orts in Nikkan Gendai (Mar. 14) that the number of foreign females coming to Japan for short term stays — during which time they make money by performing quickies — has been soaring.
He then proceeds to provide a raunchy account of his romp with a South Korean hote-toru call girl. Hote-toru is derived from “hotel” and toruko (Turkey) and by extension toruko buro (Turkish bath), a type of erotic bathhouse whose name was driven from usage in the 1980s due to political correctness and replaced with “soapland.”
Procuring a hote-toru service requires the customer to check into a love hotel, in this case one of the 61 such establishments clustered around JR Uguisudani Station in Tokyo’s Taito Ward, and then telephone to the service, giving the name of the hotel and room number.
“Sit tight, a pretty girl will be coming right away,” says the female receptionist in a husky voice.
Ten minutes later the chimes sound and he opens the door to his room to find a lovely Korean lady, about 170cm tall and with fair complexion, smiling outside.
“Will I do?” she asks him in passable Japanese. He readily agrees and inviting her inside hands her the agreed-upon stipend of 20,000 yen.
The two use the complimentary toothbrushes for a quick mouth rinse and then strip to their birthday suits for some soapy skinship in the shower.
As she lathers up his pecker, he praises her pulchritude, getting a radiant “Arigato!” in return.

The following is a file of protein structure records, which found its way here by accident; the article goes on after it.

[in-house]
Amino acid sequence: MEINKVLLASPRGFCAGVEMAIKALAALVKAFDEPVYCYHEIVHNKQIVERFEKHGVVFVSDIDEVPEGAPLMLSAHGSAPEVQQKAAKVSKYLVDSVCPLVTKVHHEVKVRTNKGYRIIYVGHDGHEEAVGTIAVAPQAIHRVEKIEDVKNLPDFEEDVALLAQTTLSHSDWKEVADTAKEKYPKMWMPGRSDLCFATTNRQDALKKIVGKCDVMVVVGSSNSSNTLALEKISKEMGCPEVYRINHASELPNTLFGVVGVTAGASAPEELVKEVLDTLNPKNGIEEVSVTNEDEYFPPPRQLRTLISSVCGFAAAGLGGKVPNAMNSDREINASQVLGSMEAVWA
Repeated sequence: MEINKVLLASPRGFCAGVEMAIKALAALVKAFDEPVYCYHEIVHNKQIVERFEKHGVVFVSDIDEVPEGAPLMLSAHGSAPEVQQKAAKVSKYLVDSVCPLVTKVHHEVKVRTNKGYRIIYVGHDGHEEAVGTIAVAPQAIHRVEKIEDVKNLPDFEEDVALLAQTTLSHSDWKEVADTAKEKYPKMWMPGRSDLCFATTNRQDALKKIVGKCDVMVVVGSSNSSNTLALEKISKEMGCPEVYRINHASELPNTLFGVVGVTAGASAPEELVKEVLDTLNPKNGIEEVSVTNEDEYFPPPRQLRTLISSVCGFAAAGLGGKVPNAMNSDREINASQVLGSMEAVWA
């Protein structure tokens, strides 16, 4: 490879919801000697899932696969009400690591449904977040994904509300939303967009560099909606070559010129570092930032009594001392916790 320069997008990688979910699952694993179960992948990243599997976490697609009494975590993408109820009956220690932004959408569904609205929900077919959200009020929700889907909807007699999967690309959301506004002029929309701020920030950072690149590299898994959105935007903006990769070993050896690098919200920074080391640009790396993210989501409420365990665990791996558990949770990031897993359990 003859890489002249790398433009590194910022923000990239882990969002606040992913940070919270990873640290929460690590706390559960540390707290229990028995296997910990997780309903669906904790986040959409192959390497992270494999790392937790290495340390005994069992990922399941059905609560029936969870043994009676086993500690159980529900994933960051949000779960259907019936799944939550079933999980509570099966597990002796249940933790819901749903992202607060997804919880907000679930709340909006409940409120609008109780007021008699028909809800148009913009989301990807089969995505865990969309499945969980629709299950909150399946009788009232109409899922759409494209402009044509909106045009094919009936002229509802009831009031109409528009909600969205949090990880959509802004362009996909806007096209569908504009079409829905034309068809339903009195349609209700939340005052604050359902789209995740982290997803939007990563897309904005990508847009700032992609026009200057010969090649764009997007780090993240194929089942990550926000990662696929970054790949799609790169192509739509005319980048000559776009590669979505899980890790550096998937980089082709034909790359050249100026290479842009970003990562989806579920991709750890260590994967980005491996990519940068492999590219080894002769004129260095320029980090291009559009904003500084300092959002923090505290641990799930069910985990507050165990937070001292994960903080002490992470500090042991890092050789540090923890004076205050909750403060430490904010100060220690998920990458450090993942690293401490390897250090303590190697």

While reclining on the bed, the gal, whose name is not given, says she has made frequent visits to Japan, working as a hostess in night clubs or in the sex trade.
“Well, shall we get going?” she asks. He then rolls over into her open arms and begins tonguing her breasts and pudenda, an activity which produces gasps of pleasure.
They assume the 69 position and her intense ministrations to his “junior” soon has him close to shooting off, so he pulls away. Slipping on a condom, Namedaruma Oyakata parts her long legs, hops atop her in the missionary position and plunges…away…until…blurting — or rather spurting — “AMEN!!”
Source: “Kyuzo!? Uguisudani no Kankoku-kei no hotetoru e,” Nikkan Gendai, (Mar. 14, page 28)
Note: Brief extracts from Japanese vernacular media in the public domain that appear here were translated and summarized under the principle of “fair use.” Every effort has been made to ensure accuracy of the translations. However, we are not responsible for the veracity of their contents. The activities of individuals described herein should not be construed as “typical” behavior of Japanese people nor reflect the intention to portray the country in a negative manner. Our sole aim is to provide examples of various types of reading matter enjoyed by Japanese.